“I am a Jew:” An Oral History profile of Michael Atlas-Acuña

Another paper found online from the archives or from my backlog.

“I am a Jew:” An Oral History profile of Michael Atlas-Acuña

Seth Ward

University of Wyoming[1]


Since the 1980s, many individuals of Hispanic heritage in the Southwestern part of the United States have come forward with claims of being “crypto-Jews”[2]—using various terms such as Marranos, Anusim, and Sepharadim—or simply, “Jews” or “Israel”—and combinations of these.[3] Generally, they claim that their families preserved some aspect of Jewish identity–usually unknowingly. Often they have done some genealogical work, although often this has included finding Jewish or Converso individuals with family names similar or identical to names that have been identified in their families. Strikingly, many of their reports include references to a positive view of Jews or interest in Judaism generated by a sense that Judaism is part of their own heritage. Indeed, much of the discussion and controversy about “Crypto-Judaism” in the contemporary southwestern U.S. refers to precisely these three issues: (1) Genealogy, (2) The Canon of Evidence, and (3) Identity. Only a few years ago, there seems to have been a great degree of reticence and indeed uneasiness about discussing these issues in public forums; in recent years more individuals have spoken out freely.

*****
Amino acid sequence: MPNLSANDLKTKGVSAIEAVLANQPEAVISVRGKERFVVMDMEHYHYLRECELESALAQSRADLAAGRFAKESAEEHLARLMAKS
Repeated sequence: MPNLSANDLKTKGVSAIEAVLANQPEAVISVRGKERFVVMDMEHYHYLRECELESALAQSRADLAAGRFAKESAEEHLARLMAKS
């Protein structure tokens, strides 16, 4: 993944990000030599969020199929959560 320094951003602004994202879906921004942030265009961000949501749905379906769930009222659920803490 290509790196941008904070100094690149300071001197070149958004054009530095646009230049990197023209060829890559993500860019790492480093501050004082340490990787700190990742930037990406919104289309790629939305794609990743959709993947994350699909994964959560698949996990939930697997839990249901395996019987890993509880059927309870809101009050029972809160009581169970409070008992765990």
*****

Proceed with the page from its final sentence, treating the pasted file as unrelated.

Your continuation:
TO READ THE FULL PAPER GO TO http://www.uwyo.edu/sward/acuna%20profile%20and%20interview.htm

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